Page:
The Los Limoneros housing complex, in one of Malaga's most deprived neighbourhoods, has recently undergone a complete energy refurbishment programme.
This was not the first attempt to improve the energy efficiency of the complex, but previous efforts had failed to properly engage residents, and had therefore run into problems. The area is known for its high unemployment, low incomes, crime, drugs and illegal activity.
This time around, however, the city involved residents fully from the outset and the results were very different. The city council assigned a dedicated staff member for the project, and held regular meetings with residents to keep them informed of developments.
The city set up two groups: one made up of energy efficiency experts, engineeers and architects to identify potential improvements; and the other made up of residents. Council staff provided a link between the two groups, and any solutions developed in the expert group were then discussed at the residents' group.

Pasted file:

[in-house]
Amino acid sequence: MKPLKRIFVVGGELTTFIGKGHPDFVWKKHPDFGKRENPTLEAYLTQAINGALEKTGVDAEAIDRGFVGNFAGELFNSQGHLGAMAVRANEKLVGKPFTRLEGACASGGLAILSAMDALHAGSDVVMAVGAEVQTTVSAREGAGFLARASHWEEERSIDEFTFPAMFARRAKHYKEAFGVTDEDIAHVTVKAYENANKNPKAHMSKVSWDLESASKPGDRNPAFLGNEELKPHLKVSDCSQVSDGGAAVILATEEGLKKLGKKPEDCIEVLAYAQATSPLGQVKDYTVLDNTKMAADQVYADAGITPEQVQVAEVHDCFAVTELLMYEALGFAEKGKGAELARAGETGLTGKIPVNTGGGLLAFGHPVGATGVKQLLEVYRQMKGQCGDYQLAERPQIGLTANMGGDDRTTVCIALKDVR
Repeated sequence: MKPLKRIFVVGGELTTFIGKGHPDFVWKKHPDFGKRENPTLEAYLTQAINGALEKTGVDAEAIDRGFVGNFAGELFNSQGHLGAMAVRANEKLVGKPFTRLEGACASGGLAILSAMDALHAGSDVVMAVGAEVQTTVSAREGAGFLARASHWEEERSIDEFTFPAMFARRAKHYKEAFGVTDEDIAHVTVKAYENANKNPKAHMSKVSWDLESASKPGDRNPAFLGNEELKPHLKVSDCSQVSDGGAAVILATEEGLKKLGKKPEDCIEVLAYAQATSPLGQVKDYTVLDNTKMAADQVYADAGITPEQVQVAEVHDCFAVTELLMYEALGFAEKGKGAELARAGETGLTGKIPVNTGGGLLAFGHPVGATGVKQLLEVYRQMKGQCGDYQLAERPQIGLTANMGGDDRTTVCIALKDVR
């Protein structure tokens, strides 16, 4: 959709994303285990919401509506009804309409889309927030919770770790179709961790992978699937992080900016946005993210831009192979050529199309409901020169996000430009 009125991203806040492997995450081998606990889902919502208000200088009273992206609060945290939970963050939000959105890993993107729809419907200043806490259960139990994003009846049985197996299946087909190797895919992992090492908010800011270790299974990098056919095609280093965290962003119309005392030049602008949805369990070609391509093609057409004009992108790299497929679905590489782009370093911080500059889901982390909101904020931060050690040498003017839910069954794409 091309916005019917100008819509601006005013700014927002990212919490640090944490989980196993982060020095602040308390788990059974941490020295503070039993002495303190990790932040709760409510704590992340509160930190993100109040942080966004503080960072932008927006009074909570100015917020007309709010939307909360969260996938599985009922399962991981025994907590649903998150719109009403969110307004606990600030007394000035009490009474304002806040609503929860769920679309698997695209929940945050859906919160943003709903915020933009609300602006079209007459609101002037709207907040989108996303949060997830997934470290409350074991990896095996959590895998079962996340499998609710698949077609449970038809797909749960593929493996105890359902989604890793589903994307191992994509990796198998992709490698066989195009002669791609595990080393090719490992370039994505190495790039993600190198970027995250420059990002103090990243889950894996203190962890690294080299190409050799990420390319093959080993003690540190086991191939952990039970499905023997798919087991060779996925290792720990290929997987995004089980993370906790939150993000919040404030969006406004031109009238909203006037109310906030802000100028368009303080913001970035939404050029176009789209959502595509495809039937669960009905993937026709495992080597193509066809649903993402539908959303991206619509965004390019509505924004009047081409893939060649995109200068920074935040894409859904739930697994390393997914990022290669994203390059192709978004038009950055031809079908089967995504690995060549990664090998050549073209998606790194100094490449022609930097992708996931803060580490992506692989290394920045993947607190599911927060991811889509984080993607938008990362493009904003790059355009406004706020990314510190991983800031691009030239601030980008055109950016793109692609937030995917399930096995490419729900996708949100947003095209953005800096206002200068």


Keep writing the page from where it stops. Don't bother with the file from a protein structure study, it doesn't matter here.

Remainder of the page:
As a result, the building has been fitted with a solar thermal and cogeneration heating system for sanitary water, new insulation and new ventilation. Residents have been invited to workshops to learn about the new heating system and find out how to maintain it.
The project was part of a wider campaign that included smart metering and a graffiti scheme to engage young people in energy efficiency measures.
The project won the 2014 EUROCITIES award for participation, and upon accepting the award, Sandra Marín Herbert, from Malaga City Council, described the project as "a miracle" thanks to its ability to engage people so effectively.
You can read more about the project in our cities in action case study, available at the link below.